But they weren't satisfied. In 2010, he threw for an astounding 3,869 yards and 32 scores (both still school records), and broke the school's all-time career record for passing scores with 62 in just two seasons. But Mallett wasn't the only Razorback putting up huge numbers in 2010. The emergence of Knile Davis made the Arkansas offense even scarier. The passing game was top notch, but when Arkansas had a solid run game, defenses were putty in Petrino's hands and play-action became more deadly.
After narrowly falling to #1 Alabama and then to Cam Newton at Auburn in 2010, Arkansas went into the Battle for the Golden Boot with a Sugar Bowl appearance on the line. And in typical Petrino fashion, in a way only he could, he dialed up the home run ball on 4th & short against LSU to seize control and give Arkansas its first ever BCS berth:
After the loss* to Ohio State in the Sugar Bowl, Arkansas was dealt a No. 12 ranking to end the 2010 season. But the nation knew Arkansas would be back in 2011.
2011 saw a change in the quarterback position under Petrino, but Arkansas didn't miss a beat. Greenwood native Tyler Wilson would step up and lead Arkansas to yet another historic season. The Razorback offense scored 40+ points six times in 2011, but finished third in the SEC West after road losses to Nick Saban and Les Miles. But despite the loss to Alabama, Arkansas went into the regular season finale with LSU with a possible trip to the national championship on the line. After leading 14-0 early, LSU romped Arkansas, leading Petrino to do this near the end of the game, and basically blow off Miles postgame.
Petrino would lead No. 6 Arkansas to the Cotton Bowl in 2011, defeat No. 9 Kansas State, and finish with just the third 11-win season in school history and a No. 5 final ranking. Arkansas football was back on the map. The Razorbacks were contenders under Petrino. Hog Nation worshipped Petrino (for the most part) for bringing the program back to national prominence ... and then, well, you all know the story.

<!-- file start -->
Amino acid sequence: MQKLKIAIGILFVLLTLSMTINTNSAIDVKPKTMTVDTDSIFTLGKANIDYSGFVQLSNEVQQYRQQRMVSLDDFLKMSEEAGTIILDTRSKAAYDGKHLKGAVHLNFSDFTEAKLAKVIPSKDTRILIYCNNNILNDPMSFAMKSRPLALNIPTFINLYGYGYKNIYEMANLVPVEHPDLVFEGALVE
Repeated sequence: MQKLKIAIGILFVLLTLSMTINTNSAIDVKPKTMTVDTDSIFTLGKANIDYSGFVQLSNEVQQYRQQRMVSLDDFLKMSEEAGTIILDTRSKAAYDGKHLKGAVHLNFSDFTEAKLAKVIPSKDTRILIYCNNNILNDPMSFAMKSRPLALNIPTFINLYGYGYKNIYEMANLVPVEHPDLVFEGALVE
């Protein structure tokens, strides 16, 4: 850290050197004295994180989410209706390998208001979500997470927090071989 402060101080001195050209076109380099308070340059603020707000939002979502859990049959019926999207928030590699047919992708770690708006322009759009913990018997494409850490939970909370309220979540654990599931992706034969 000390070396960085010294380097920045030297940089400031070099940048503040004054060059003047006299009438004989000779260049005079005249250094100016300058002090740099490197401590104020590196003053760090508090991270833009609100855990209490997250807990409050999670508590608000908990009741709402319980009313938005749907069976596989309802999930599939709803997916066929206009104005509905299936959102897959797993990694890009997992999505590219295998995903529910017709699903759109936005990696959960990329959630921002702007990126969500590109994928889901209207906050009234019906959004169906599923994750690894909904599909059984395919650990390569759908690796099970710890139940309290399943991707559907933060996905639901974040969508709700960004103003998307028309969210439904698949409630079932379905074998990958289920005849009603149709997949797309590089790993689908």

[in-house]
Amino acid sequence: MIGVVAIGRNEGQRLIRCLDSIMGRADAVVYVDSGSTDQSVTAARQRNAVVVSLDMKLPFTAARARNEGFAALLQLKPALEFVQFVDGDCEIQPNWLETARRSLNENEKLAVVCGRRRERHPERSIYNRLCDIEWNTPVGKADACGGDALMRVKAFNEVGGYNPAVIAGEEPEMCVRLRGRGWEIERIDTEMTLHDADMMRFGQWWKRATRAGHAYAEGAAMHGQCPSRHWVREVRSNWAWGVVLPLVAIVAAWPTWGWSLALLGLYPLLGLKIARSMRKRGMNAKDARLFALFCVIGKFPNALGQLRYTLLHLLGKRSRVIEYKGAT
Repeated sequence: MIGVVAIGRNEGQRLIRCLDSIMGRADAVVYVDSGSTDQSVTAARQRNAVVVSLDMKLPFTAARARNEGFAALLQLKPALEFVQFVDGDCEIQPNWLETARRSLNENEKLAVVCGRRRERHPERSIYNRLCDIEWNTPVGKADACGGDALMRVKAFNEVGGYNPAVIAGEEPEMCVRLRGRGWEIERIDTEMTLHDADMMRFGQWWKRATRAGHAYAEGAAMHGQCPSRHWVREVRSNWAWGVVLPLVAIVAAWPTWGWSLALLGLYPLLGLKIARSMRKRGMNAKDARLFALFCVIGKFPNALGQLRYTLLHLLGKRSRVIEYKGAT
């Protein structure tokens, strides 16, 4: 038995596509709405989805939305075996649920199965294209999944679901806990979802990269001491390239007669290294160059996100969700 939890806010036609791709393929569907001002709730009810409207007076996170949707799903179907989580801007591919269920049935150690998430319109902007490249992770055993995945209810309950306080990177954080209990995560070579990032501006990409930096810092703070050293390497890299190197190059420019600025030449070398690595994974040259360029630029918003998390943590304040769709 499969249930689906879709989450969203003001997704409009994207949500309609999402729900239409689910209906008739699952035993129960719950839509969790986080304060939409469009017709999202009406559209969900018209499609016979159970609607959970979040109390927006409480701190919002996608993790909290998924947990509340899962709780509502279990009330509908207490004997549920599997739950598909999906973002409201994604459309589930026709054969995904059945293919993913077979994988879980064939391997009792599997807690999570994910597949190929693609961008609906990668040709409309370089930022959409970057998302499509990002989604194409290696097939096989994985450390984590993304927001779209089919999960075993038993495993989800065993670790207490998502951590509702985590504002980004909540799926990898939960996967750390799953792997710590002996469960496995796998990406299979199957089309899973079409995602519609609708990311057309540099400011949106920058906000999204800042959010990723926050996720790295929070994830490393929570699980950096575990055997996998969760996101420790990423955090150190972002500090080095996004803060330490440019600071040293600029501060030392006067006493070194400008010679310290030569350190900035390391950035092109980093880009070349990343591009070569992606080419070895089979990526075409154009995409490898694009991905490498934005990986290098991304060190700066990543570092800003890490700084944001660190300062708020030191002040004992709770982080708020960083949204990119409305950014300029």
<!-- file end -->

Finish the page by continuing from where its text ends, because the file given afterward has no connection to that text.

So really, whether you liked BMFP or not (and that's totally up to you) during his stint at Arkansas, there's no denying what he brought to the university pre-crash. We're not here to discuss the affair and crash; we're here saying Bobby Petrino was the Arkansas coach in the BCS era, and if Arkansas needed to win one game, we'd want him screaming at officials on the sideline.
Say what you want about him as a recruiter. Say what you want about him as an offense-only coach who neglected defensive needs. But he was a motivator (one way or another), a quarterback guru, an offensive wizard. And what Petrino brought to Arkansas from 2008 to January 7, 2012 was special, and nothing short of great, making Bobby Petrino our choice as the Arkansas head coach of the BCS era.
Note from Doc:
Petrino was clearly the best coach, but I do think the argument for Houston Nutt is at least interesting. 10 years to Petrino's four. Two SEC Championship Game appearances (and lost a tiebreaker for a third) to Petrino's zero. The 1998 and 2006 teams were arguably Arkansas' best (we'll talk about that tomorrow). Petrino's winning percentage isn't that much better (67% - 61%, 53.1% - 51.5% in SEC play), and you could argue that there were at least as many defining moments in the Nutt years and the Petrino years.
It's at least an interesting discussion.